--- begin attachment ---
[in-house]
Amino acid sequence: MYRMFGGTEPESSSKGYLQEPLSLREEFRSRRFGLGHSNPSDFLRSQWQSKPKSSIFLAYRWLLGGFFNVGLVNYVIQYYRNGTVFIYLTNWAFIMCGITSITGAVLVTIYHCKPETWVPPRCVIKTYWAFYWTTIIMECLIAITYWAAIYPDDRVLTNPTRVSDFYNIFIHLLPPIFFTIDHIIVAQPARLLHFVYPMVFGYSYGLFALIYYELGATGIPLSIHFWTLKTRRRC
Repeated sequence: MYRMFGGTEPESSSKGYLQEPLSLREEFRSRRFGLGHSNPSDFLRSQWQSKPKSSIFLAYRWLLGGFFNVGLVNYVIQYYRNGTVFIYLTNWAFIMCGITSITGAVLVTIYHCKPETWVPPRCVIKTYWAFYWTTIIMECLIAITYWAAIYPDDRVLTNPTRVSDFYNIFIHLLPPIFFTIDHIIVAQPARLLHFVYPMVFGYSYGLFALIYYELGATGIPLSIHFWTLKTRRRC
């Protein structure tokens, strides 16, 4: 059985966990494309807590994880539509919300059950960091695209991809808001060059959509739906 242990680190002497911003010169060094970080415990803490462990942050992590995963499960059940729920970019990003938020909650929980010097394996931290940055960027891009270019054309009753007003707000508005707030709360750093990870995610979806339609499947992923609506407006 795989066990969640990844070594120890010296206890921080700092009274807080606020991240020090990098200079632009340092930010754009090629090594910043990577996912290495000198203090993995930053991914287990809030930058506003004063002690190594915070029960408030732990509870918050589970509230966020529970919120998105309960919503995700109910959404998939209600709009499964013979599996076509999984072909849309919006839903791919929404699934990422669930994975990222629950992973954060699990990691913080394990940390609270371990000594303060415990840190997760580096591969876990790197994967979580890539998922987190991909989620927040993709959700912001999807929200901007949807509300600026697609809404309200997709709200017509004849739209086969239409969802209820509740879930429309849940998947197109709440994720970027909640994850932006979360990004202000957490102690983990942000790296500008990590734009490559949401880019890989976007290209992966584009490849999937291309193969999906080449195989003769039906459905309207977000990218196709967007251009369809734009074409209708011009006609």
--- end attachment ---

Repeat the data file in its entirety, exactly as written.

[in-house]
Amino acid sequence: MYRMFGGTEPESSSKGYLQEPLSLREEFRSRRFGLGHSNPSDFLRSQWQSKPKSSIFLAYRWLLGGFFNVGLVNYVIQYYRNGTVFIYLTNWAFIMCGITSITGAVLVTIYHCKPETWVPPRCVIKTYWAFYWTTIIMECLIAITYWAAIYPDDRVLTNPTRVSDFYNIFIHLLPPIFFTIDHIIVAQPARLLHFVYPMVFGYSYGLFALIYYELGATGIPLSIHFWTLKTRRRC
Repeated sequence: MYRMFGGTEPESSSKGYLQEPLSLREEFRSRRFGLGHSNPSDFLRSQWQSKPKSSIFLAYRWLLGGFFNVGLVNYVIQYYRNGTVFIYLTNWAFIMCGITSITGAVLVTIYHCKPETWVPPRCVIKTYWAFYWTTIIMECLIAITYWAAIYPDDRVLTNPTRVSDFYNIFIHLLPPIFFTIDHIIVAQPARLLHFVYPMVFGYSYGLFALIYYELGATGIPLSIHFWTLKTRRRC
């Protein structure tokens, strides 16, 4: 059985966990494309807590994880539509919300059950960091695209991809808001060059959509739906 242990680190002497911003010169060094970080415990803490462990942050992590995963499960059940729920970019990003938020909650929980010097394996931290940055960027891009270019054309009753007003707000508005707030709360750093990870995610979806339609499947992923609506407006 795989066990969640990844070594120890010296206890921080700092009274807080606020991240020090990098200079632009340092930010754009090629090594910043990577996912290495000198203090993995930053991914287990809030930058506003004063002690190594915070029960408030732990509870918050589970509230966020529970919120998105309960919503995700109910959404998939209600709009499964013979599996076509999984072909849309919006839903791919929404699934990422669930994975990222629950992973954060699990990691913080394990940390609270371990000594303060415990840190997760580096591969876990790197994967979580890539998922987190991909989620927040993709959700912001999807929200901007949807509300600026697609809404309200997709709200017509004849739209086969239409969802209820509740879930429309849940998947197109709440994720970027909640994850932006979360990004202000957490102690983990942000790296500008990590734009490559949401880019890989976007290209992966584009490849999937291309193969999906080449195989003769039906459905309207977000990218196709967007251009369809734009074409209708011009006609």